Despite progress, Tunisia’s problems go much deeper than security

Clamour for change. EPA/Mohamed Messara

To anyone who has followed Tunisia’s journey since it became a democracy, the horrific events in Sousse were shocking, but not surprising. This is a country still struggling to keep itself safe and address its internal destabilising forces.

The 100 days since the Bardo museum attacks has not been long enough for the Tunisian government to fix its security sector. Airport security has increased; a customs officer at the Tunis Carthage airport reportedly confirmed there was a travel ban in place for Tunisians under the age of 35 going to destinations such as Istanbul, Algeria, Morocco, and Serbia. Tunisian president, Beji Caid Essebsi, has asked for greater security support from the Obama administration, acknowledging what the Sousse attack showed: Tunisia cannot be safe with an ineffective security system and unsuitably trained personnel.

In the government’s defence, while Libya is in turmoil, Tunisia will remain at risk – as the task of policing a 285-mile border is extremely difficult. But the wider problem of this terrorist attack is that the legal, educational, political and economic reforms Tunisia desperately needs to make good on its democratic promise will now not be made a priority.

Instead, the short-term result will be greater security measures and closed mosques, as outlined by the prime minister, Habib Essid. With security at the top of the political agenda, the underlying socio-economic problems that caused the revolution, none of which were terrorism-related, will remain unaddressed.

Feeling the squeeze

It is no surprise Seifeddine Rezgui was a young man and excellent student from a marginalised, impoverished and low-opportunity area. I was in Tunisia earlier this month and heard first-hand how neglected, disenfranchised and excluded from opportunity Tunisia’s young people feel. They lack trust in the political system which uses them in campaign season then returns to ignoring or trivialising their needs.

Jobs are already hard to come by, and the Sousse attack could have seriously damaged one of the country’s vital sectors: tourism. Although Tunisia’s economy is not dependent on European holiday makers, tourism contributed 15.2% of GDP in 2014, according to the World Travel and Tourism Council, and directly supports 230,500 jobs – 6.8% of total employment.

With the economy already under severe pressure and job prospects limited, some young people resorting to joining Islamic State or committing terrorist acts when they feel as if their lives lack purpose or direction. Of course it isn’t the only factor, but high rates of youth unemployment and a lack of opportunities are breeding grounds for extremism.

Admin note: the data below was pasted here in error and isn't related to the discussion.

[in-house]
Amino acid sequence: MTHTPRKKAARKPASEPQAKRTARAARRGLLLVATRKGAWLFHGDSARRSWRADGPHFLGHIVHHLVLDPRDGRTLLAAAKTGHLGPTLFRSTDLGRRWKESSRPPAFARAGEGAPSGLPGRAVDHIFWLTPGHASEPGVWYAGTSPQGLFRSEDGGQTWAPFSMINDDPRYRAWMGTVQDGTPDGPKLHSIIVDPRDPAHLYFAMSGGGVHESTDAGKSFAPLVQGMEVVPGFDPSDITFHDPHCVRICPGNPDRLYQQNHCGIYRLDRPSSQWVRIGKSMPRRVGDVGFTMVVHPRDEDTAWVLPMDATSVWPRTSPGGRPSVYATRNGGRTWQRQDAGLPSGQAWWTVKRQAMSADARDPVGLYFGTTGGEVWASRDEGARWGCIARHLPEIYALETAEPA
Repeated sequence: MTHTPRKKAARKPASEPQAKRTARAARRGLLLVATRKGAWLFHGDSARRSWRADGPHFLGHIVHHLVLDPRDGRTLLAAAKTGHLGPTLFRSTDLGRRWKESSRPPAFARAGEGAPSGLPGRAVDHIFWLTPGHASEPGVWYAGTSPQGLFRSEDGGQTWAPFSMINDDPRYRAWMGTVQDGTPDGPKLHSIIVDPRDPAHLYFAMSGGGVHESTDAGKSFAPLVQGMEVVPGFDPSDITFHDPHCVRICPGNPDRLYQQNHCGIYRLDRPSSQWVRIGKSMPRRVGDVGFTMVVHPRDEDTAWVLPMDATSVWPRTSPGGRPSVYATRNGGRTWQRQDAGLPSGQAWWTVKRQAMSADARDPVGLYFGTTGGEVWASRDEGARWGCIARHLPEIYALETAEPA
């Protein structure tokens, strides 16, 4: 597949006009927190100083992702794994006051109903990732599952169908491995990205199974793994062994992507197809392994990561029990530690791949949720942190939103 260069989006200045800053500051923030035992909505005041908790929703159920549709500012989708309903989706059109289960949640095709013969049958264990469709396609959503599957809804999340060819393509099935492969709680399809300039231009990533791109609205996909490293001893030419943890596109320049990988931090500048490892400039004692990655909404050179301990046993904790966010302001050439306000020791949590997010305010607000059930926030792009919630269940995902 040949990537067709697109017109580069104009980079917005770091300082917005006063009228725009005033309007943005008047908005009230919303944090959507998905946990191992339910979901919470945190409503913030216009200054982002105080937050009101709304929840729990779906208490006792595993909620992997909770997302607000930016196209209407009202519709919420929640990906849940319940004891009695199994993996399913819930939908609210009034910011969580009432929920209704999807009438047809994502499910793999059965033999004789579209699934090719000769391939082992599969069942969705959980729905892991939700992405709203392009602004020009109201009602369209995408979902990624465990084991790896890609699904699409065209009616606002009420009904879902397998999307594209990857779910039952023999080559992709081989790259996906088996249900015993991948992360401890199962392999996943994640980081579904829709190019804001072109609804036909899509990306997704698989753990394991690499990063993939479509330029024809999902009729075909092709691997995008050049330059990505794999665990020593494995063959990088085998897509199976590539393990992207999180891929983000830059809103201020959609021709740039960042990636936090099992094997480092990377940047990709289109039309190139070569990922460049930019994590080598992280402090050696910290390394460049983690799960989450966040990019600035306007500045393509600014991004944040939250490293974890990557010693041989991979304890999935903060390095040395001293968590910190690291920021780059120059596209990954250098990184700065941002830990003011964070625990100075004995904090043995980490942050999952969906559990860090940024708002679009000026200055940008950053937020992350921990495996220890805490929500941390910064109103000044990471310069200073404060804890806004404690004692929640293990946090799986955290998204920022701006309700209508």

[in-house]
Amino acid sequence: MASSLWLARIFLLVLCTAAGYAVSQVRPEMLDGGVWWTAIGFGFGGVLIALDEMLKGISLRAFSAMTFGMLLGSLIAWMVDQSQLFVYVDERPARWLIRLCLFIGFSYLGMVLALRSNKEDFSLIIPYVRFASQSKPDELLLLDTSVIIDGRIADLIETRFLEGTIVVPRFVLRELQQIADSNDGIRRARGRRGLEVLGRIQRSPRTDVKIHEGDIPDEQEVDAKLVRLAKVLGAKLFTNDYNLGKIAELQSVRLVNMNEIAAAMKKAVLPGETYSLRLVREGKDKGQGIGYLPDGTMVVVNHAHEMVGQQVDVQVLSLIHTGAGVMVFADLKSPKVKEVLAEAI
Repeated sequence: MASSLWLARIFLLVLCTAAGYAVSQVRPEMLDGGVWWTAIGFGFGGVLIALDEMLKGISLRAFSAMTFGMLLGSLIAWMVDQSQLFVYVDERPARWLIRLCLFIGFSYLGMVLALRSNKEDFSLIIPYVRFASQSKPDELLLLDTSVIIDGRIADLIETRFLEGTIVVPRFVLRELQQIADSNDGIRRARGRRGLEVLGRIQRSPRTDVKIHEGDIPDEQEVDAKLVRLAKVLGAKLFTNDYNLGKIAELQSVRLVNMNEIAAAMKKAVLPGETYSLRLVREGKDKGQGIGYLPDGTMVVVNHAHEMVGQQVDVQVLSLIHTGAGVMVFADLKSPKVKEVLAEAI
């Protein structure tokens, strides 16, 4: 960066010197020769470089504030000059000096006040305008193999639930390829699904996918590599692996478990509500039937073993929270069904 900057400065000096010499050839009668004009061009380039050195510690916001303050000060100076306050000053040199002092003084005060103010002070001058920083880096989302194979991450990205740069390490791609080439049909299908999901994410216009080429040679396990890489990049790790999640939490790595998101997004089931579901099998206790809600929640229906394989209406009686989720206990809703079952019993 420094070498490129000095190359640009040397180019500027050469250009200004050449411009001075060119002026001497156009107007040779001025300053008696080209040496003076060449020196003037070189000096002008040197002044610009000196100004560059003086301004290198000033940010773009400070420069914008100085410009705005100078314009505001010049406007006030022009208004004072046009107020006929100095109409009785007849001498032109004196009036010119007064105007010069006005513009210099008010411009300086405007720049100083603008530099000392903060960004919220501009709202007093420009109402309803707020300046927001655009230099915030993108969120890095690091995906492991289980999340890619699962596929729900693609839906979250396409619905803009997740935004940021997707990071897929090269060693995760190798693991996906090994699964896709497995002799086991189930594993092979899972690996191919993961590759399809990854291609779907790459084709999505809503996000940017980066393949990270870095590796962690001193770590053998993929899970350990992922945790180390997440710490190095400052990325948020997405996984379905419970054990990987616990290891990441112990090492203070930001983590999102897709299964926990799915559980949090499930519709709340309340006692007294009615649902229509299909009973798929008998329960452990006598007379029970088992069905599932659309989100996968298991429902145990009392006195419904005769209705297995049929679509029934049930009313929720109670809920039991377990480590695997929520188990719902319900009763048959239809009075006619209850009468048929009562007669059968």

Of the 2.6m Tunisians aged between 18 and 30, 250,000 are unemployed graduates and 1m are not in education, employment, or training. The government needs to realise that developing a genuine youth policy should be a core part of Tunisia’s security policy. The political system must start to include young people and get them into decision-making positions within parties and ministry positions. Some young Tunisians are involved in civil society activism – meaning they have an indirect role in decision-making – but even they remain outside the formal political sphere.

Outsiders can help here. If the West really wants to aid Tunisia, investing in the development of an educational system that meets the needs of the Tunisian job market and encourages entrepreneurship would be far more helpful than Black Hawk helicopters and night-vision goggles.

Wrong tack

The new constitution was ratified in February 2014, but the lack of legal reform means that stringent application of the law would mean implementing penal codes from dictator Ben Ali’s rule that have not been rewritten. Even a draft counterterrorism law advanced by the Essid government was widely criticised for its infringement on individual rights.

Crackdown in progress. EPA/Mohamed Mesara

Clampdowns on civil liberties and new security measures will not solve Tunisia’s security issues. Neither will restricting movement, as cross-border trade is vital for both the Libyan and Tunisian economies.

These aims are ambitious, but they have to be pursued. Development and investment reforms are just as vital as short-term strategies of increasing security training and preventing radical preachers. Tunisia’s security forces have reportedly arrested a members of a terrorist cell linked to Rezgui – but you’d think the world would have learned that imprisoning and killing terrorists does not stop terrorism.